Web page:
India falls 10 places in the Democracy Index for Asia in the “tumultuous year”
The Democracy Index referred to the changes in Jammu and Kashmir and the controversial implementation of the (NRC) in Assam.
India fell 10 places to 51st in the global Democracy Index ranking, with the survey describing the erosion of civil liberties in the country as the main cause of the democratic setback.
The Democracy Index, created by the Economist Intelligence Unit, the Economist Group’s research and analysis division, provides a snapshot of the global state of democracy in 165 independent states and two territories.
It is based on electoral processes and pluralism, governance, political participation, political culture and civil liberties.
India’s total score on a 0 to 10 scale decreased from 7.23 in 2018 to 6.90 in 2019. In the survey, India was listed among the countries where there were “regressions”. In the Asia and Australia region, India was eighth behind countries such as Timor-Leste, Malaysia and Taiwan.
In contrast, Norway was at the top of the index with 9.87, while North Korea was at the bottom of the world rankings with 1.08. China’s score dropped to 2.26 and is now 153rd, near the bottom of the rankings.
The Democracy Index described 2019 as a turbulent year for Asian democracies. The biggest change was in Thailand, which scored 1.69 points from 2018 to 6.32, up 38 places, while the introduction of a “fake news” law in Singapore worsened the score led to civil liberties.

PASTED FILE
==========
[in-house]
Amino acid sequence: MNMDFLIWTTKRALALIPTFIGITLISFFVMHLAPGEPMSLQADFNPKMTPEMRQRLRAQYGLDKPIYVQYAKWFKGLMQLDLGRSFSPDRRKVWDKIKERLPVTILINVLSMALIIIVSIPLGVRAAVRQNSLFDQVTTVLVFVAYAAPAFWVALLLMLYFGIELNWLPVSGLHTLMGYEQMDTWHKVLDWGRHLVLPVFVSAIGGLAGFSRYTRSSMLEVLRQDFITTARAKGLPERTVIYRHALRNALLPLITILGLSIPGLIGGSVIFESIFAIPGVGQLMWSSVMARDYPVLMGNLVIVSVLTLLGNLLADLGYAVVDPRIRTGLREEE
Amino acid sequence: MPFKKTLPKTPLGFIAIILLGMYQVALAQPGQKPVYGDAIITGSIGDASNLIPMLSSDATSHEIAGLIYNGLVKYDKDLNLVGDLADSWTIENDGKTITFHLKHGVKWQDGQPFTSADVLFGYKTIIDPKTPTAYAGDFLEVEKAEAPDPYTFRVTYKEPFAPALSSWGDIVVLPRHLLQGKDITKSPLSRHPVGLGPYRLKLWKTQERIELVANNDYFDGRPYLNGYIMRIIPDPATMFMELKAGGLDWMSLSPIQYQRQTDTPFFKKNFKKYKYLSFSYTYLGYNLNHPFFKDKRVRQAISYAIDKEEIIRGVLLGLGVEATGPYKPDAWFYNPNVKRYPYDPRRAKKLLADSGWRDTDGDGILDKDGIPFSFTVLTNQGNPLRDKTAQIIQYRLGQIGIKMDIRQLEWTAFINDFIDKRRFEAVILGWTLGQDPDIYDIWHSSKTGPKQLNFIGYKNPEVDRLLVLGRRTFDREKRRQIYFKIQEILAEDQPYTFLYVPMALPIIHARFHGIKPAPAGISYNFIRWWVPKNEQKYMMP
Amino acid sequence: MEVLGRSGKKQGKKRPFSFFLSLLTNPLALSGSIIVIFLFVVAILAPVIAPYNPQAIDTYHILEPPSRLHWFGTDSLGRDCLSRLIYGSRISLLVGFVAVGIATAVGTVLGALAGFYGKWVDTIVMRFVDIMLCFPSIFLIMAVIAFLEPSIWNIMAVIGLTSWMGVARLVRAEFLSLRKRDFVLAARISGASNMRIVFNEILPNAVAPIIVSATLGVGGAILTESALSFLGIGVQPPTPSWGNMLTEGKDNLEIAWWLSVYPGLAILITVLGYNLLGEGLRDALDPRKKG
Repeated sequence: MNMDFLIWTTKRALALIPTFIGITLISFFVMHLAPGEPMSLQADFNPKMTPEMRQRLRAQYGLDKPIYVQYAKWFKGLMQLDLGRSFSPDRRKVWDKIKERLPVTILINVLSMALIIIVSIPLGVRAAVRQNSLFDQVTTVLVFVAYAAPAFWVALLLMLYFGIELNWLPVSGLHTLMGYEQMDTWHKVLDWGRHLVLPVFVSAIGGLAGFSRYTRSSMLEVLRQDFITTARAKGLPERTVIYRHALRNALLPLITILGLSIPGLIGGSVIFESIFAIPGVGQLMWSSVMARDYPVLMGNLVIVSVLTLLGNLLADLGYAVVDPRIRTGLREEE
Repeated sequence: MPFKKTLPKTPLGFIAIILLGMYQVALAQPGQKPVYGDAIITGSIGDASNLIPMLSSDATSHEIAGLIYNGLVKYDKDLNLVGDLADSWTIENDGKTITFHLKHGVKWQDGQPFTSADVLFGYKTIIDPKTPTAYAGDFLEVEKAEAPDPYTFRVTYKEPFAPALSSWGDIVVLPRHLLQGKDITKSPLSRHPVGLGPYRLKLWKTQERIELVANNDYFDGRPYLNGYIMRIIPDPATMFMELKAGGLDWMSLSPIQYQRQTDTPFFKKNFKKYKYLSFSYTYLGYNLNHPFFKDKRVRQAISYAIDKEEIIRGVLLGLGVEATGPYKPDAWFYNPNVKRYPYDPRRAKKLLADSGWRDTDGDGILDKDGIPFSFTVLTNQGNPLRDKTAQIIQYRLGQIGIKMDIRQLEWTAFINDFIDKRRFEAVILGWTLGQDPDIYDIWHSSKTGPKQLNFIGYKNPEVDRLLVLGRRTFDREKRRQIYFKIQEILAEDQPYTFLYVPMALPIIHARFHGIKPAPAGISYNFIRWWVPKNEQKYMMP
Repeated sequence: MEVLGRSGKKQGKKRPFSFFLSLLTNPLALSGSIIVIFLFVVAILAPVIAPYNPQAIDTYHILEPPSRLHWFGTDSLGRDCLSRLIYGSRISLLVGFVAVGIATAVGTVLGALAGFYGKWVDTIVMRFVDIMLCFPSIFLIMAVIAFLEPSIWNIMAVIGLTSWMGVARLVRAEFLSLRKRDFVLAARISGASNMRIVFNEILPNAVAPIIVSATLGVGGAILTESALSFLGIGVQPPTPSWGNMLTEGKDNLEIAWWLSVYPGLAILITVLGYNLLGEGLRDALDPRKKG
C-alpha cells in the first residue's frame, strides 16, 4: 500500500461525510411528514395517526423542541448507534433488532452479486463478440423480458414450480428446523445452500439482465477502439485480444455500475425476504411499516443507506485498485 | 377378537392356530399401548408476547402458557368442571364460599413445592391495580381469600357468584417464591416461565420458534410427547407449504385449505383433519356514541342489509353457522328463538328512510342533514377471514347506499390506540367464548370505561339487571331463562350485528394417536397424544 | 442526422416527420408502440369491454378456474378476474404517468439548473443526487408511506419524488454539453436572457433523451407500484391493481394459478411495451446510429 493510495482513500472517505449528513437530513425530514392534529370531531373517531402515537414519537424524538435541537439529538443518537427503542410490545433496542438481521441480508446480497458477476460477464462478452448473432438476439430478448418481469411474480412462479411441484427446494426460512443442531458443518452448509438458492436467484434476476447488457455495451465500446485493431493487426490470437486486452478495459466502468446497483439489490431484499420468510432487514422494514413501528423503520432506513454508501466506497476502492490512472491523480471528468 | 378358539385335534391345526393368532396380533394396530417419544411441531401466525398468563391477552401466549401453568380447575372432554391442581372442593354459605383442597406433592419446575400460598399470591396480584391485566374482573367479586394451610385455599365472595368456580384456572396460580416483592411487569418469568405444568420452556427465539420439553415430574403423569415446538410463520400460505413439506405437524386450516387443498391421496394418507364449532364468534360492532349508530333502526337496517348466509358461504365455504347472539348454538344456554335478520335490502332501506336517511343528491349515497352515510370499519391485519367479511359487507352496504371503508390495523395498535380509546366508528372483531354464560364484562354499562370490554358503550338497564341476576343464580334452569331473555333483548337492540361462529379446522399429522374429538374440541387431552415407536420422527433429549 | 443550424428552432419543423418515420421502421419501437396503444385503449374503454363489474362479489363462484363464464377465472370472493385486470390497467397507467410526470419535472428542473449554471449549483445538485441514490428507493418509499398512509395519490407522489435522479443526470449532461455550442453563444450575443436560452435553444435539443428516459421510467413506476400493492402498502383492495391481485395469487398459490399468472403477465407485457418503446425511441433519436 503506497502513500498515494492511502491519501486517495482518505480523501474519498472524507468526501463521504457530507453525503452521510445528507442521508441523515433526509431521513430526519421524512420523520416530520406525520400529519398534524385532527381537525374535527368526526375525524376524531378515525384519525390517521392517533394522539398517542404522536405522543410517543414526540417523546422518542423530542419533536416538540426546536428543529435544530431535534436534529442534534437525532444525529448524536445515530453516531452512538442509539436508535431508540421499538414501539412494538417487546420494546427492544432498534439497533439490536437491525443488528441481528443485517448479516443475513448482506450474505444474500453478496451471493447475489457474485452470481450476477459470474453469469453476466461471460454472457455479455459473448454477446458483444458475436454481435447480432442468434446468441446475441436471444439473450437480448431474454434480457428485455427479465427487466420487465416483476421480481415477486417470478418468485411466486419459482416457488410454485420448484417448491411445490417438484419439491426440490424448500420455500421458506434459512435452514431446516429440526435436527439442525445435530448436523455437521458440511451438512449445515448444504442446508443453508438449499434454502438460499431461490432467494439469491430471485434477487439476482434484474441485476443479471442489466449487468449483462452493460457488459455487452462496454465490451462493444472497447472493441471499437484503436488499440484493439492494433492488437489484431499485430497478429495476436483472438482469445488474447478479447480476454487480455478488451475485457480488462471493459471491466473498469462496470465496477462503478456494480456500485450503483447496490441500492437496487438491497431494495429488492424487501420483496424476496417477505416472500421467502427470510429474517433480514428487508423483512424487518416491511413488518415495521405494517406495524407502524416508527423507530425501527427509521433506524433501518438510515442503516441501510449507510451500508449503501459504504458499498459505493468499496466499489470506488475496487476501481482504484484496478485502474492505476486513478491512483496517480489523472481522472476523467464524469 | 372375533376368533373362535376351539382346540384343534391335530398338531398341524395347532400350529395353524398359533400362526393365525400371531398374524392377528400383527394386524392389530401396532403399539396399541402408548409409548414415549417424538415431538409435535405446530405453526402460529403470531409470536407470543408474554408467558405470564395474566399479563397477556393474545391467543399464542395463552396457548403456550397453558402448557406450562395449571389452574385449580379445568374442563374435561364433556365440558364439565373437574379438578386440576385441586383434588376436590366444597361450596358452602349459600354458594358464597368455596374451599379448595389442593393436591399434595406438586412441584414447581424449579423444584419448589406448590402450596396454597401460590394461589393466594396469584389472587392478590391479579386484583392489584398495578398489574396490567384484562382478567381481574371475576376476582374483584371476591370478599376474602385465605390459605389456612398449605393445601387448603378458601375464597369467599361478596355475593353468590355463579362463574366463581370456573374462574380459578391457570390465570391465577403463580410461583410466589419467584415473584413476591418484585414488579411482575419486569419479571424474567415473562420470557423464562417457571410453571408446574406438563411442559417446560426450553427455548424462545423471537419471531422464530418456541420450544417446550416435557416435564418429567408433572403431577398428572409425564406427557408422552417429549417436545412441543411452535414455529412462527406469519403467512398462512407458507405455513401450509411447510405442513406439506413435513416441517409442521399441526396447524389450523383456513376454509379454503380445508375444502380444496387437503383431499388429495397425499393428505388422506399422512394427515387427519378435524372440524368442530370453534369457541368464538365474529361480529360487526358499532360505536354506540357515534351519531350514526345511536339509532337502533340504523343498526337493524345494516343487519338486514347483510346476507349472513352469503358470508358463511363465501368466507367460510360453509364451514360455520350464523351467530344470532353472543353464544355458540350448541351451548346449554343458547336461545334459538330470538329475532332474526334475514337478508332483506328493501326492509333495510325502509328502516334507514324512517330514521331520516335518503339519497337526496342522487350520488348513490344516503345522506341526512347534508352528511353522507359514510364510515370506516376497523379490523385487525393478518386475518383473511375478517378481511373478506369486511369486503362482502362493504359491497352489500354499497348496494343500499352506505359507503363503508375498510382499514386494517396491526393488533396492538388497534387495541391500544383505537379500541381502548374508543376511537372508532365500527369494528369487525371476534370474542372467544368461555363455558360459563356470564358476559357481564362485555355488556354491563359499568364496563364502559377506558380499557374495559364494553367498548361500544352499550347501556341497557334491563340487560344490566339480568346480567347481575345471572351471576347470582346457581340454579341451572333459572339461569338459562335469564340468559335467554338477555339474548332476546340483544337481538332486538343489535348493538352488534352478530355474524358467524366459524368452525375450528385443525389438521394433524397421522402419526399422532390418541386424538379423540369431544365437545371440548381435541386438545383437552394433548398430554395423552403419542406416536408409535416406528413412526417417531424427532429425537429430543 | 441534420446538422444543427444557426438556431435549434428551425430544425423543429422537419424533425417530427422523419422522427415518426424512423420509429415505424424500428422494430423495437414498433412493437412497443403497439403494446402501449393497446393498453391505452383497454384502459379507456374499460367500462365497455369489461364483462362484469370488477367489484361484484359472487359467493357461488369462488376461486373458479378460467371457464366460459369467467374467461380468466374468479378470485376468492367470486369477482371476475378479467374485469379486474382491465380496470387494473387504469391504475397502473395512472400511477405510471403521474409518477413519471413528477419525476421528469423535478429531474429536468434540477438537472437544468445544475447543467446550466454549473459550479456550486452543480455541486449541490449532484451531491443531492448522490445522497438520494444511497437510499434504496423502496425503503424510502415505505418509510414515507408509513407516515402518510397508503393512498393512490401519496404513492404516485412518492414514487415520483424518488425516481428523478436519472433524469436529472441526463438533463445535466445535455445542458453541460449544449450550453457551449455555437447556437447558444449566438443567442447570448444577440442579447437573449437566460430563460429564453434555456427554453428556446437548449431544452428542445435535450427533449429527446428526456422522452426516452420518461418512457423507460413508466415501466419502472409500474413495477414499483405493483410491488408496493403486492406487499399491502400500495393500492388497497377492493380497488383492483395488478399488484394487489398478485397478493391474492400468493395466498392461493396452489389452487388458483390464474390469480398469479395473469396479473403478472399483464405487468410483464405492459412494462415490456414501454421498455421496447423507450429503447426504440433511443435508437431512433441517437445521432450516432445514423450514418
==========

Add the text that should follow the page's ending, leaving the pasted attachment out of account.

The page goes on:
The Democracy Index related to the changes in Jammu and Kashmir and the controversial implementation of the National Citizens Register (NRC) in Assam, while describing “democratic return” in India, the world’s largest democracy.
“The Indian government deprived the state of Jammu and Kashmir (J&K) of its special status by abolishing two important constitutional provisions that gave it autonomy,” she said, referring to Article 370 of the Constitution and Article 35A, residents of other states prevented from buying land or real estate in Kashmir.
“Following the repeal of these constitutional provisions and the adoption of a new law to restructure Jammu and Kashmir in 2019, J&K no longer enjoys statehood and is now divided into two union areas: one that retains the name Jammu and Kashmir and Ladakh. “it said.
“Before the move, the government deployed large numbers of troops to J&K, imposed various other security measures, and placed local leaders under house arrest, including those with India-friendly status. The government has also restricted Internet access in the state, ”she added.
The Democracy Index indicated that “registration of citizenship” in Assam “excluded 1.9 million from the final list of the National Register of Citizens (NRC).”
“The vast majority of people excluded from the NRC are Muslims,” the BJP ruled. “Most of the people excluded from the list are Bangladeshi immigrants whose government denies this.”
It added: “Critics claim that the exercise targets the Muslim population and will lead to demographic changes along religious lines. There are nearly 200 million Muslims in India: in 2015 there were 195,810,000, which is 14.9% of the total population of India and 10.5% of the world’s total Muslim population. Muslim population by 2060, with a Muslim population of more than 333 m or 19.4% of the total population.
“The new citizenship law has angered the large Muslim population, fueled tensions in the communities, and sparked major protests in the big cities.”
Three countries – Chile, France and Portugal – switched from the “defective democracy” category to the “full democracy” category, while Malta moved in the opposite direction and developed a “defective democracy” from the “full democracy” category.